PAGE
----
Here’s a question no one ever asks about the Great Recession: How do we even know it’s happening? Daily, almost, someone releases employment figures, production estimates, consumer-confidence indexes—almost all of them bad. There’s no need to wonder what’s happening when information about everyone’s problems constantly streams across your TV screen.
And in this dolorous statistical parade, no number is quite so central to public life as the gross domestic product. Political scientists build formulas around it to predict who will win the presidency. The stock market trembles at the approach of new quarterly figures. Other economic statistics, like budget deficits or health-care spending, are quoted as percentages of GDP. It has become the common denominator of economic well-being.
But GDP’s broad dominion has long had its critics. It was never meant to be the measure of our well-being, they say, only the measure of our production—literally, the total value of the goods and services produced within the national borders in a given year. While the quest for some broader measure of progress has been going on for a while (more than a decade ago, for example, The Atlantic was running articles like “If the GDP Is Up, Why Is America Down?”), it may finally be gaining traction at a time when people understand, as never before, how easily GDP and well-being can diverge.
One of the leaders of a huge global effort to build a better statistical yardstick has been Enrico Giovannini, until recently the chief statistician of the Organization for Economic Cooperation and Development. Though the OECD is the global coordinator of the project, its partners represent a who’s who of economic development: the World Bank, various UN programs, the African Development Bank, and the European Commission. They are looking to create more-reliable metrics for measuring change in our health, education, the environment—the many ways that human beings make themselves better off or worse off. This fall, in the wake of the OECD’s third World Forum on Statistics, Knowledge, and Policy, these groups are set to move ahead on a broader, better set of indexes.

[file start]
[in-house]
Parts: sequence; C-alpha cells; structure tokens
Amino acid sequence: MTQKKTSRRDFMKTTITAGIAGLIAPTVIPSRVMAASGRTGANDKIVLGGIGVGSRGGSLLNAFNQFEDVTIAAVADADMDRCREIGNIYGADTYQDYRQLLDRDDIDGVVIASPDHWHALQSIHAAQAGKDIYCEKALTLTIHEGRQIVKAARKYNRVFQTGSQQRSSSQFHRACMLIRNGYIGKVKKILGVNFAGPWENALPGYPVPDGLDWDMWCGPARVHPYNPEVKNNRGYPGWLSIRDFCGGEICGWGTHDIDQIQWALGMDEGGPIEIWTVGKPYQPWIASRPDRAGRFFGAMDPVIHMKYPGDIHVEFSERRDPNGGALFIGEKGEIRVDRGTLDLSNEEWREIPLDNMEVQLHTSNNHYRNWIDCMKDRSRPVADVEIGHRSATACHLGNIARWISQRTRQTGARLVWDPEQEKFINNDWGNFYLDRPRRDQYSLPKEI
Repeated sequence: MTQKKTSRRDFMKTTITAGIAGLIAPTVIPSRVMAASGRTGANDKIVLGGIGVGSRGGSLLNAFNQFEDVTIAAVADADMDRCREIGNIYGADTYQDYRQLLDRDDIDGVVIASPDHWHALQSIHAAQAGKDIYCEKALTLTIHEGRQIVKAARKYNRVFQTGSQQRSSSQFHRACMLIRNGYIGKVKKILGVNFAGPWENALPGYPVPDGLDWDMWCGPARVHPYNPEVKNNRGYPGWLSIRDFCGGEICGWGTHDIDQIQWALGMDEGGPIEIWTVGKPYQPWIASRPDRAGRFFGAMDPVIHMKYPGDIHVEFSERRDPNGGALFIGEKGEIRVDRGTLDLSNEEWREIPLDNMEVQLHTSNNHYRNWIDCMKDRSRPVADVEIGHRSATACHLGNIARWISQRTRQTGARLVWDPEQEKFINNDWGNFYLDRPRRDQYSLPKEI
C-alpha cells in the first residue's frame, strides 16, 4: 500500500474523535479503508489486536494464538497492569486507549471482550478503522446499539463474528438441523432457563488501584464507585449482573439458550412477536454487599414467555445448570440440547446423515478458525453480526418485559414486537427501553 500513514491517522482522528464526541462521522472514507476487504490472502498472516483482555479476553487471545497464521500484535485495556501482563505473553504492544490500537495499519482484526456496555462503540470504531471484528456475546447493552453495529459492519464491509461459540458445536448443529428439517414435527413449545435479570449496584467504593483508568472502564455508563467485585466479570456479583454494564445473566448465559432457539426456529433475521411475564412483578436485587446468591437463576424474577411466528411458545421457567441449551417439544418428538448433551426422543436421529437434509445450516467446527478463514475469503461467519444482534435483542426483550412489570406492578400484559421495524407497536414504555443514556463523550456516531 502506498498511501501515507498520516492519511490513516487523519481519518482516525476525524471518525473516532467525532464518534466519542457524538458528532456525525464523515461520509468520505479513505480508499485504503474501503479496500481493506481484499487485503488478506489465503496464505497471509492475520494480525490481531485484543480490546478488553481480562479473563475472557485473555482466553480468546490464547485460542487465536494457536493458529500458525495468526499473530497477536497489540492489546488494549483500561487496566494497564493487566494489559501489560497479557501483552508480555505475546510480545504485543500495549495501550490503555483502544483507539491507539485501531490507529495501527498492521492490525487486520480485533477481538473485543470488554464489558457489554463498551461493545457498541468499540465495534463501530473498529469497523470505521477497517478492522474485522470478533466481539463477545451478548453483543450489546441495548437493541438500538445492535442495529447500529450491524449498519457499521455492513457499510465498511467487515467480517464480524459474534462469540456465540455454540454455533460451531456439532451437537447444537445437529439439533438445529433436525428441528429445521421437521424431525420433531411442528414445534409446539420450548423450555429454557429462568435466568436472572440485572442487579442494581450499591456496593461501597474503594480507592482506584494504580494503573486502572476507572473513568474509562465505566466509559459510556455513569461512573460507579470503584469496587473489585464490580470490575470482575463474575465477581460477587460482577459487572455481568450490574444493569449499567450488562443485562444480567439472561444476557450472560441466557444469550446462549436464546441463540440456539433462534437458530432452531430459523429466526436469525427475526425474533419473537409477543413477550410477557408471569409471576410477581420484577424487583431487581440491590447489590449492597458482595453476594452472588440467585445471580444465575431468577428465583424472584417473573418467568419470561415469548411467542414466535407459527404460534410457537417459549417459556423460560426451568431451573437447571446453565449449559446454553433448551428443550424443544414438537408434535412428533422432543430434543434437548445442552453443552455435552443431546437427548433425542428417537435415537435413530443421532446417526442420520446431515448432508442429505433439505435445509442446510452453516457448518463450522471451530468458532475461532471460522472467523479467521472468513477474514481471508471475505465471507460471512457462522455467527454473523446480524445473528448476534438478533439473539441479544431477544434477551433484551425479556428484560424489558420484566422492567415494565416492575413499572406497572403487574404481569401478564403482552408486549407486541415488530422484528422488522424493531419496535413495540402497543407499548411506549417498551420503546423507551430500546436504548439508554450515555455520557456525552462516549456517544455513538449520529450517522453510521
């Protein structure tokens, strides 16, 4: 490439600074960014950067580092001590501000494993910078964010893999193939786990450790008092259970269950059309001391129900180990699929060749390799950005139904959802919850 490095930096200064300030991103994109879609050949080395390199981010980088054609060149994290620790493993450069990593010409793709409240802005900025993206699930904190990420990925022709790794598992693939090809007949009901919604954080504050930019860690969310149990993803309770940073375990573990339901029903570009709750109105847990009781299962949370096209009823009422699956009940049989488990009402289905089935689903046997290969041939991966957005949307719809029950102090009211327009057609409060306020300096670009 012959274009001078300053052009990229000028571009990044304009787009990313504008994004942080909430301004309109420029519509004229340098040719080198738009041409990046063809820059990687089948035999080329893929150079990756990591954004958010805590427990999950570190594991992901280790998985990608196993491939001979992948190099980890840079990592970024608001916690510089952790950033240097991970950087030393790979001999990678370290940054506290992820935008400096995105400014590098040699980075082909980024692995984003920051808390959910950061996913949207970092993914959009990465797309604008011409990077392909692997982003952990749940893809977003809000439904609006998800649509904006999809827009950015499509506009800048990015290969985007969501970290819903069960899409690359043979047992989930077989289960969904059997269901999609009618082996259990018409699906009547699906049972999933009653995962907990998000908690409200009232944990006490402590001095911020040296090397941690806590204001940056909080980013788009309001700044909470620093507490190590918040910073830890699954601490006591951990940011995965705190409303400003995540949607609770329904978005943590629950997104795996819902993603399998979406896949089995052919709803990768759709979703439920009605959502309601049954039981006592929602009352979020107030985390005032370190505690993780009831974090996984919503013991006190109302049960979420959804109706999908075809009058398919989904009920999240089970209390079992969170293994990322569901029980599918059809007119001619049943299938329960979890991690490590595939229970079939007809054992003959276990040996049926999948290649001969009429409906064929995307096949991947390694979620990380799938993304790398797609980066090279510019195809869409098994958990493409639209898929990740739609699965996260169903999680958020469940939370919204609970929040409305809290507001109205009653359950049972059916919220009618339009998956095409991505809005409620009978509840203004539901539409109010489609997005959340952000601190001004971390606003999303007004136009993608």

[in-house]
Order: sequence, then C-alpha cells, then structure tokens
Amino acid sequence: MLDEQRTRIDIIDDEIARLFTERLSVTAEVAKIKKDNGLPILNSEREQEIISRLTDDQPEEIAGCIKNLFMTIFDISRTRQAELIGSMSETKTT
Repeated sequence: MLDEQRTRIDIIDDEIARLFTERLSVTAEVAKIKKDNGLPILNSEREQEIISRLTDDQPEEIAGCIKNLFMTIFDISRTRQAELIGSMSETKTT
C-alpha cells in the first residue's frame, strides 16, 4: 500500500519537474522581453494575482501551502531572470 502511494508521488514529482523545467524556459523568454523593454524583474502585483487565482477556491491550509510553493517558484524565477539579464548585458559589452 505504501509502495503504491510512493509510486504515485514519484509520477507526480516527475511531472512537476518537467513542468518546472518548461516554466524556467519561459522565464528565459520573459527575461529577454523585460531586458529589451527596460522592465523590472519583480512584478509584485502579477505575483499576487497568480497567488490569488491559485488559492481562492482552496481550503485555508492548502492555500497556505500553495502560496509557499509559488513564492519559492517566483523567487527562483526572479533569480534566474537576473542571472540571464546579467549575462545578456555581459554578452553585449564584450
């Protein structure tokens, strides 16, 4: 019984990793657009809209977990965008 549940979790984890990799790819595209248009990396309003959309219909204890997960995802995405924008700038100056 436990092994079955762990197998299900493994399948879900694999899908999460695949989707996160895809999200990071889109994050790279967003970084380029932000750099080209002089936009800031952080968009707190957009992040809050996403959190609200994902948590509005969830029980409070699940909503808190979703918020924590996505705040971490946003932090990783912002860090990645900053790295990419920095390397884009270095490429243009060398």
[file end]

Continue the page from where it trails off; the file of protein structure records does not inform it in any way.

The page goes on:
Crisis seems to be the mother of statistics. The germ of the idea that eventually became GDP emerged after World War I, when American economists who had been frustrated by the lack of reliable statistics to guide war production founded the National Bureau of Economic Research (despite its name, the NBER is a private organization). Still, not until the Great Depression did we finally get our first national income accounts, which measured the annual income of people, companies, and the government.
It is rare for people to write about that era without taking a swipe at Herbert Hoover, but we might be kinder if we remembered just how little information he had. With no national income accounts, Hoover had to rely on fragmentary indicators such as freight-car loadings, steel production, and the gyrations of the New York Stock Exchange. There weren’t even comprehensive national unemployment statistics, because Congress didn’t authorize the Department of Labor to collect them until the middle of 1930. Forget Hoover’s economic theory, most of which was pretty bad; the man barely had any data.